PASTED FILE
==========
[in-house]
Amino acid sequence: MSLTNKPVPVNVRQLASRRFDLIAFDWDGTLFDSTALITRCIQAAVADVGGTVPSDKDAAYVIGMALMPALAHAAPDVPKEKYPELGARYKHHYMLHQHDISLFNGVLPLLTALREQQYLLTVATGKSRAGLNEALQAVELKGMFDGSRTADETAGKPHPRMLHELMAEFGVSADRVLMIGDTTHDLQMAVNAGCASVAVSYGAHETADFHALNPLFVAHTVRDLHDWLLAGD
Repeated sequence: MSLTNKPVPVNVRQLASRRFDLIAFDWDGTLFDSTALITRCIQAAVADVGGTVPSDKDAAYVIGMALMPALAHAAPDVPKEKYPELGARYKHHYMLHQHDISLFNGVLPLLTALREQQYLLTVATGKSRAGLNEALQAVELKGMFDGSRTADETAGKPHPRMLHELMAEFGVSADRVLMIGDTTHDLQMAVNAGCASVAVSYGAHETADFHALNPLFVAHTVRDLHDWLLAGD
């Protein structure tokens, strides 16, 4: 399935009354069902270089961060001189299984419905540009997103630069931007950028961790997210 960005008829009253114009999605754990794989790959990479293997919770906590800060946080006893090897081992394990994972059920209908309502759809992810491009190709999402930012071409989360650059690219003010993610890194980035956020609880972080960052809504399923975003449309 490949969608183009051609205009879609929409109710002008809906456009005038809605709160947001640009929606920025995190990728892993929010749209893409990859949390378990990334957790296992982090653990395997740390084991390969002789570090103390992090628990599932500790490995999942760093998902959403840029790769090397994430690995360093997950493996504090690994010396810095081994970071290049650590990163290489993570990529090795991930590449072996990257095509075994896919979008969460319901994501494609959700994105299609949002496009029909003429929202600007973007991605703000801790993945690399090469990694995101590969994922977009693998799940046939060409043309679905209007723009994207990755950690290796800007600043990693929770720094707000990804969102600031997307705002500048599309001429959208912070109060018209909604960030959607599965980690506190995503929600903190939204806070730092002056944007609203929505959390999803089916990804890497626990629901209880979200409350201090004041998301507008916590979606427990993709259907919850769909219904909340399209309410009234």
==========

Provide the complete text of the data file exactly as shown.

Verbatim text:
[in-house]
Amino acid sequence: MSLTNKPVPVNVRQLASRRFDLIAFDWDGTLFDSTALITRCIQAAVADVGGTVPSDKDAAYVIGMALMPALAHAAPDVPKEKYPELGARYKHHYMLHQHDISLFNGVLPLLTALREQQYLLTVATGKSRAGLNEALQAVELKGMFDGSRTADETAGKPHPRMLHELMAEFGVSADRVLMIGDTTHDLQMAVNAGCASVAVSYGAHETADFHALNPLFVAHTVRDLHDWLLAGD
Repeated sequence: MSLTNKPVPVNVRQLASRRFDLIAFDWDGTLFDSTALITRCIQAAVADVGGTVPSDKDAAYVIGMALMPALAHAAPDVPKEKYPELGARYKHHYMLHQHDISLFNGVLPLLTALREQQYLLTVATGKSRAGLNEALQAVELKGMFDGSRTADETAGKPHPRMLHELMAEFGVSADRVLMIGDTTHDLQMAVNAGCASVAVSYGAHETADFHALNPLFVAHTVRDLHDWLLAGD
């Protein structure tokens, strides 16, 4: 399935009354069902270089961060001189299984419905540009997103630069931007950028961790997210 960005008829009253114009999605754990794989790959990479293997919770906590800060946080006893090897081992394990994972059920209908309502759809992810491009190709999402930012071409989360650059690219003010993610890194980035956020609880972080960052809504399923975003449309 490949969608183009051609205009879609929409109710002008809906456009005038809605709160947001640009929606920025995190990728892993929010749209893409990859949390378990990334957790296992982090653990395997740390084991390969002789570090103390992090628990599932500790490995999942760093998902959403840029790769090397994430690995360093997950493996504090690994010396810095081994970071290049650590990163290489993570990529090795991930590449072996990257095509075994896919979008969460319901994501494609959700994105299609949002496009029909003429929202600007973007991605703000801790993945690399090469990694995101590969994922977009693998799940046939060409043309679905209007723009994207990755950690290796800007600043990693929770720094707000990804969102600031997307705002500048599309001429959208912070109060018209909604960030959607599965980690506190995503929600903190939204806070730092002056944007609203929505959390999803089916990804890497626990629901209880979200409350201090004041998301507008916590979606427990993709259907919850769909219904909340399209309410009234």